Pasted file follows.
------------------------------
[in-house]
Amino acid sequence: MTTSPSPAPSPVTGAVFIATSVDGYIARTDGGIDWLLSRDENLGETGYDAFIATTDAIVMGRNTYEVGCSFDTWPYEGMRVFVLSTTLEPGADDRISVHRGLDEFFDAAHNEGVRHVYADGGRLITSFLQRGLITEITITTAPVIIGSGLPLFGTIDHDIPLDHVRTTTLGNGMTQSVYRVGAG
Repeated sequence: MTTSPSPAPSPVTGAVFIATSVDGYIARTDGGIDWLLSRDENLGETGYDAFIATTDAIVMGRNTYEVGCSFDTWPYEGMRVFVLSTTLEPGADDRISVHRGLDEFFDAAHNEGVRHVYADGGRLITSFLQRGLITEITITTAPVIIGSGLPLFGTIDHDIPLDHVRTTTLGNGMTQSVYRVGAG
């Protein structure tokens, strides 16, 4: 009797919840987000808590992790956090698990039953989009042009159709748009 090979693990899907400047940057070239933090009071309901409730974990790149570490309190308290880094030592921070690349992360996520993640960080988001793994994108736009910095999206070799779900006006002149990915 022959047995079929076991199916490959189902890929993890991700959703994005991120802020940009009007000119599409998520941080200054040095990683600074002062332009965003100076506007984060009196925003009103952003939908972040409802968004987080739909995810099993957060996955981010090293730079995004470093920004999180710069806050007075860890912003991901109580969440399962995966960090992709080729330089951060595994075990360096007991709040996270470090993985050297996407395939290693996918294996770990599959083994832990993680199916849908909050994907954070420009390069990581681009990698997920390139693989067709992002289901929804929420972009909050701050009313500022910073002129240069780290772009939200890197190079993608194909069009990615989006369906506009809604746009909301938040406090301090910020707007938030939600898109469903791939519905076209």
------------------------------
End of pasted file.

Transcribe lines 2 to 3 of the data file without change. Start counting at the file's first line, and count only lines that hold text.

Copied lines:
Amino acid sequence: MTTSPSPAPSPVTGAVFIATSVDGYIARTDGGIDWLLSRDENLGETGYDAFIATTDAIVMGRNTYEVGCSFDTWPYEGMRVFVLSTTLEPGADDRISVHRGLDEFFDAAHNEGVRHVYADGGRLITSFLQRGLITEITITTAPVIIGSGLPLFGTIDHDIPLDHVRTTTLGNGMTQSVYRVGAG
Repeated sequence: MTTSPSPAPSPVTGAVFIATSVDGYIARTDGGIDWLLSRDENLGETGYDAFIATTDAIVMGRNTYEVGCSFDTWPYEGMRVFVLSTTLEPGADDRISVHRGLDEFFDAAHNEGVRHVYADGGRLITSFLQRGLITEITITTAPVIIGSGLPLFGTIDHDIPLDHVRTTTLGNGMTQSVYRVGAG